Penalty for DUI Under 21 in Utah
There are two types of DUI offenders under the age of 21:
- Offenders age 18 or older, whose DUI cases are generally tried in regular adult court.
- Offenders under age 18, whose cases are heard by Utah’s juvenile courts.
- Though minors can sometimes be tried as adults, these types of cases generally involve violent felonies, such as attempted murder or aggravated robbery charges.
Alleged DUI offenders who go to adult court will face the possibility of being convicted and receiving criminal penalties, which are discussed in greater detail below. Juvenile courts are civil in nature, but can still impose harsh consequences on underage DUI offenders – who may also face additional consequences at school, work, or internships.
DUI Penalties for Minors
A teenager under 18 who is arrested for DUI faces the revocation, suspension, or outright denial of his or her license for an extended period of time – potentially several years, until his or her twenty-first birthday. He or she may also be required to install an ignition interlock device (IID) in his or her car. An IID acts like a breathalyzer that prevents the vehicle’s engine from starting if alcohol is detected. The IID requirement also applies to older drivers who are still under the age of 21.
An underage driver who does not yet have their driver’s license may be prevented from getting one until they are at least 21 years of age. This means if a teenager is convicted of DUI charges, they will be denied a driver’s license until they turn 21.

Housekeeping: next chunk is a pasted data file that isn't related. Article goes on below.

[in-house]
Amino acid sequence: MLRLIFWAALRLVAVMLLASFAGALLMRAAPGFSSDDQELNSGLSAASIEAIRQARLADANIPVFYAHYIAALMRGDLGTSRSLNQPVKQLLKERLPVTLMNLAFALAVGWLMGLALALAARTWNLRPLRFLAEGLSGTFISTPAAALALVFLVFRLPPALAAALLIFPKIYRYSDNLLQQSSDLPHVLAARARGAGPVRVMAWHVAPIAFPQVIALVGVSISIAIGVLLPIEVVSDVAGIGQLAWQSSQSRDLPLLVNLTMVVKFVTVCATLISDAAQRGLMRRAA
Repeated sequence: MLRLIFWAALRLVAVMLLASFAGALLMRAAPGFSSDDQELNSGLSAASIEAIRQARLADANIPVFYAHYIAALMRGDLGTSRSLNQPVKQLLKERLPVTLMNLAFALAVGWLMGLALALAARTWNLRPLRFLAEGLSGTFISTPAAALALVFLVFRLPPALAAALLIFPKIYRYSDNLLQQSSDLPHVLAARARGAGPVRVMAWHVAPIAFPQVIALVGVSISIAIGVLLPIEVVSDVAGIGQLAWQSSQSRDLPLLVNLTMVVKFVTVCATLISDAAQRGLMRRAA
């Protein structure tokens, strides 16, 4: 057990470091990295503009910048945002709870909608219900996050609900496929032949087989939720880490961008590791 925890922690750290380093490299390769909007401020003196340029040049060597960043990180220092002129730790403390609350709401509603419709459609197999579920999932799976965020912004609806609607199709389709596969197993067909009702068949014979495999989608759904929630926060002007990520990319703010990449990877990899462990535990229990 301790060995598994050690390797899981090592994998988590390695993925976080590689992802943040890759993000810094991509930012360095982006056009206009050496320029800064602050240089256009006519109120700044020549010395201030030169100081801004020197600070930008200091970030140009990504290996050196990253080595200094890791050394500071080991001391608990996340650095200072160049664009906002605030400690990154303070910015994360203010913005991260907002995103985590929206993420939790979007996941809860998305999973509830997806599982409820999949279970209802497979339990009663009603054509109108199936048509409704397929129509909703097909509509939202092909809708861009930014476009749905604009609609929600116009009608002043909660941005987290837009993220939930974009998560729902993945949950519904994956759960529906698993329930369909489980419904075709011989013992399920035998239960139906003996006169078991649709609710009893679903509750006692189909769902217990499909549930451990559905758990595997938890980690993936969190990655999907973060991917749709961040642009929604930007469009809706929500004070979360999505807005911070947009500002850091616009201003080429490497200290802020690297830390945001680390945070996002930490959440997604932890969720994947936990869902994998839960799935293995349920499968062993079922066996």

DUI Penalties for Adults
Adult DUI defendants face jail time, fines, and other criminal penalties, depending on factors like BAC, history of prior offenses (where applicable), and whether there were passengers below a certain age in the vehicle. DUI penalties for a first offense in Utah may include the following:
- 48 hours in jail
- Assorted fines totaling approximately $1,400
- Driver license suspension period ranging from 90 days to 24 months
- Evaluation, assessment, and, where appropriate, treatment for alcohol abuse
DUI penalties for subsequent violations will be punished more harshly. Generally, if you are convicted of a subsequent DUI within ten years of your first one, you will lose your license for a longer period of time and any fines you must pay will be increased. The more DUI charges you have on your record, the higher your penalties will be. Multiple DUIs can result in a lengthy prison term and you could lose your license for several years.
Penalties for Refusal to Submit to a Breathalyzer Test
As stated above, refusing to submit to a breathalyzer test may result in additional penalties. Under implied consent laws, drivers consent to BAC testing by virtue of operating their vehicles on Utah’s roads and highways. Officers will not force a driver to submit to testing, but refusal will result in additional charges and penalties.
In Utah, if a driver over the age of 21 is convicted of refusing to submit to chemical testing, they may have their license revoked for 18 months if they are a first-time offender. For someone convicted of a subsequent refusal within 10 years of their previous refusal, they may lose their license for 36 months.
A driver under the age of 21 will face somewhat different penalties. For a first-time offender under the age of 21, the driver will have their license revoked until they are 21 years old or for two years, whichever period is longer. For a subsequent conviction for a refusal to submit to testing within 10 years, the underage driver will lose their license until they are 21 or for 36 months, whichever period is longer.